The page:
House and farmstead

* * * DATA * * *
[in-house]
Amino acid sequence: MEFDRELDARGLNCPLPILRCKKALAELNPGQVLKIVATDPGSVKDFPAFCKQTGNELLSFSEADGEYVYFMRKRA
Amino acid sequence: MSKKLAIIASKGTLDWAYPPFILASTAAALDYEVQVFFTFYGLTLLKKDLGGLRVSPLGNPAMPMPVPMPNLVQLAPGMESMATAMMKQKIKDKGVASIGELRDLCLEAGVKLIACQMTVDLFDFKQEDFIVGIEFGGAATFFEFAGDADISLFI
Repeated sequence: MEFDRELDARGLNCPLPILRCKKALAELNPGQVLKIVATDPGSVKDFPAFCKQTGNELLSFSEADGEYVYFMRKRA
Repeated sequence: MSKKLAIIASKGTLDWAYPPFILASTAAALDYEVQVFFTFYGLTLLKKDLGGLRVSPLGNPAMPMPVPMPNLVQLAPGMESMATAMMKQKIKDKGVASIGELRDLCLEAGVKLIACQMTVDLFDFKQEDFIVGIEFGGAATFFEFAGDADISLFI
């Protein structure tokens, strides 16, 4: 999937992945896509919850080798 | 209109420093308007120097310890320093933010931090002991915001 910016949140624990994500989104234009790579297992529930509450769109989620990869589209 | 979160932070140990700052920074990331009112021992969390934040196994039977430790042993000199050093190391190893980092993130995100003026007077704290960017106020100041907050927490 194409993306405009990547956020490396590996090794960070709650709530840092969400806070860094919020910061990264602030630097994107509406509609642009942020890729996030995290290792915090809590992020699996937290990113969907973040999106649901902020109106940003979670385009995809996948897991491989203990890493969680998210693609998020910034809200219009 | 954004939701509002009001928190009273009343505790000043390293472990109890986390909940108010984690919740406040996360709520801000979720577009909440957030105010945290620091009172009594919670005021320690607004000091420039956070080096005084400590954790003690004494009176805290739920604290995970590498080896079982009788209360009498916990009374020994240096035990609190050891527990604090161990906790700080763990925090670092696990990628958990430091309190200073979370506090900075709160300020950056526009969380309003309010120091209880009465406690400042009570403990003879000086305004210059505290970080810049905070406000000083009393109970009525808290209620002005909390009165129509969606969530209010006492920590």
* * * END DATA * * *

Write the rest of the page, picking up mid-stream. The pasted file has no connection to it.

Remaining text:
Buildings represent much in human society: primarily they are homes, where individuals are born, live and die, but they are also places of work, places of recreation and places of storage. When analysing the actual physical characteristics of individual settlementsand indeed individual buildings-it is helpful to envisage the presence of three types of space: first, there are public spaces, areas where everyone has a right to go, both the individuals inhabiting a place and their neighbours, together with travellers from other areas. Such spaces are characteristically seen in highways, streets, lanes and footpaths. In most European settlements these are closely defined, but in other regions of the world defined routeways merge with the communal spaces, i.e. the open land where the settlement is placed, where stock and people move freely providing they do not intrude into private dwellings or yard areas. Throughout Europe these spaces survive as commons or village greens, set within, near or around a settlement, although in many upland areas open lands close to the settlement merge with larger zones of unenclosed rough grazing land. However, clear-cut as this division between public and communal might seem, Pina-Cabral notes (in Layton 1989:61) that in the Alto Minho area of northwest Portugal the caminhos, old paths giving access to the settlements, were watched and controlled by the local community, effectively preventing the entrance of undesirable strangers, something which cannot be done with new paved motor roads. This leads to an interesting idea that the public spaces of roads represent for many settlements an unwelcome intrusion, and suggests that in many areas deep and subtle forces may have been at work differentiating between those settlements which were subject to easy open access, and those where access was more difficult. The cause may be no more than a few kilometres’ difference in location, but the effects, open contacts in one place and closure and introversion in the other, can be profound.